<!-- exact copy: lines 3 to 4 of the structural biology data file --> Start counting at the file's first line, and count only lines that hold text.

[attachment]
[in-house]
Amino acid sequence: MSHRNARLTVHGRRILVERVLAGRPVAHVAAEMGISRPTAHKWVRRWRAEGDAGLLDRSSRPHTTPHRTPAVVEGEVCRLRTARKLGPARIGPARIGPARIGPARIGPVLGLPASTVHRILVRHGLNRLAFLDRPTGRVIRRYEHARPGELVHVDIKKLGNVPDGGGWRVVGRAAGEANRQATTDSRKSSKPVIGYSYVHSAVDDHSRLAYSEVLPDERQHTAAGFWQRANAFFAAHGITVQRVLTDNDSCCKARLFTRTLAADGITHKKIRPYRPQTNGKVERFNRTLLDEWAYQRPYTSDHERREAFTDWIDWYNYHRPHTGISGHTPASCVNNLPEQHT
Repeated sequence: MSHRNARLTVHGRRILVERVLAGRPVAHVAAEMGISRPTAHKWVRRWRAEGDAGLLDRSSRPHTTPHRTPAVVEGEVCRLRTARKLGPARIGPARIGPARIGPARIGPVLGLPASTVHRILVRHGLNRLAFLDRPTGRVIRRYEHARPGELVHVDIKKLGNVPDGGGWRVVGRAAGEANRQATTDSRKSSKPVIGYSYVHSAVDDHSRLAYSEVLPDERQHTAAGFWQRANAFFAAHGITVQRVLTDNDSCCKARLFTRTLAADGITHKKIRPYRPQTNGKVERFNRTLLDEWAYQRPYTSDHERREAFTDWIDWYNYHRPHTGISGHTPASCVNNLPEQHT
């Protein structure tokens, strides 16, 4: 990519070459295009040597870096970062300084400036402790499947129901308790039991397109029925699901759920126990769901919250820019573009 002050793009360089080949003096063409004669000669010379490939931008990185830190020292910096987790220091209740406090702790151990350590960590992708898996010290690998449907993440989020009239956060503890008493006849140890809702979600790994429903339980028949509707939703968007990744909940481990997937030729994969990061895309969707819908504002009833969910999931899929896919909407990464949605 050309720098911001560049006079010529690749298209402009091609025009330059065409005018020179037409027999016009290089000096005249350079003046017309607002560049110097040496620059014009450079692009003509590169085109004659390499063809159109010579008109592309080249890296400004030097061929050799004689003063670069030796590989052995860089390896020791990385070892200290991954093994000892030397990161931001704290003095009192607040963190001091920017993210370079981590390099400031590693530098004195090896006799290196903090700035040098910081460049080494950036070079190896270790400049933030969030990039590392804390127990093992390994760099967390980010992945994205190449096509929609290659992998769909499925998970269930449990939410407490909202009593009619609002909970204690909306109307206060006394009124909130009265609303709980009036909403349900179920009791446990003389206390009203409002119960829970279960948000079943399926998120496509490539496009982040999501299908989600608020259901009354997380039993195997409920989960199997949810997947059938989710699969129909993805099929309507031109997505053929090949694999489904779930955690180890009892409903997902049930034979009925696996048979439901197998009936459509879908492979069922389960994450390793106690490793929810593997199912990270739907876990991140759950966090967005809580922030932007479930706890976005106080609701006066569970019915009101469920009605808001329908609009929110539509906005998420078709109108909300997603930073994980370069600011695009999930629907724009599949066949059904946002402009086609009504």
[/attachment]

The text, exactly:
Repeated sequence: MSHRNARLTVHGRRILVERVLAGRPVAHVAAEMGISRPTAHKWVRRWRAEGDAGLLDRSSRPHTTPHRTPAVVEGEVCRLRTARKLGPARIGPARIGPARIGPARIGPVLGLPASTVHRILVRHGLNRLAFLDRPTGRVIRRYEHARPGELVHVDIKKLGNVPDGGGWRVVGRAAGEANRQATTDSRKSSKPVIGYSYVHSAVDDHSRLAYSEVLPDERQHTAAGFWQRANAFFAAHGITVQRVLTDNDSCCKARLFTRTLAADGITHKKIRPYRPQTNGKVERFNRTLLDEWAYQRPYTSDHERREAFTDWIDWYNYHRPHTGISGHTPASCVNNLPEQHT
């Protein structure tokens, strides 16, 4: 990519070459295009040597870096970062300084400036402790499947129901308790039991397109029925699901759920126990769901919250820019573009 002050793009360089080949003096063409004669000669010379490939931008990185830190020292910096987790220091209740406090702790151990350590960590992708898996010290690998449907993440989020009239956060503890008493006849140890809702979600790994429903339980028949509707939703968007990744909940481990997937030729994969990061895309969707819908504002009833969910999931899929896919909407990464949605 050309720098911001560049006079010529690749298209402009091609025009330059065409005018020179037409027999016009290089000096005249350079003046017309607002560049110097040496620059014009450079692009003509590169085109004659390499063809159109010579008109592309080249890296400004030097061929050799004689003063670069030796590989052995860089390896020791990385070892200290991954093994000892030397990161931001704290003095009192607040963190001091920017993210370079981590390099400031590693530098004195090896006799290196903090700035040098910081460049080494950036070079190896270790400049933030969030990039590392804390127990093992390994760099967390980010992945994205190449096509929609290659992998769909499925998970269930449990939410407490909202009593009619609002909970204690909306109307206060006394009124909130009265609303709980009036909403349900179920009791446990003389206390009203409002119960829970279960948000079943399926998120496509490539496009982040999501299908989600608020259901009354997380039993195997409920989960199997949810997947059938989710699969129909993805099929309507031109997505053929090949694999489904779930955690180890009892409903997902049930034979009925696996048979439901197998009936459509879908492979069922389960994450390793106690490793929810593997199912990270739907876990991140759950966090967005809580922030932007479930706890976005106080609701006066569970019915009101469920009605808001329908609009929110539509906005998420078709109108909300997603930073994980370069600011695009999930629907724009599949066949059904946002402009086609009504």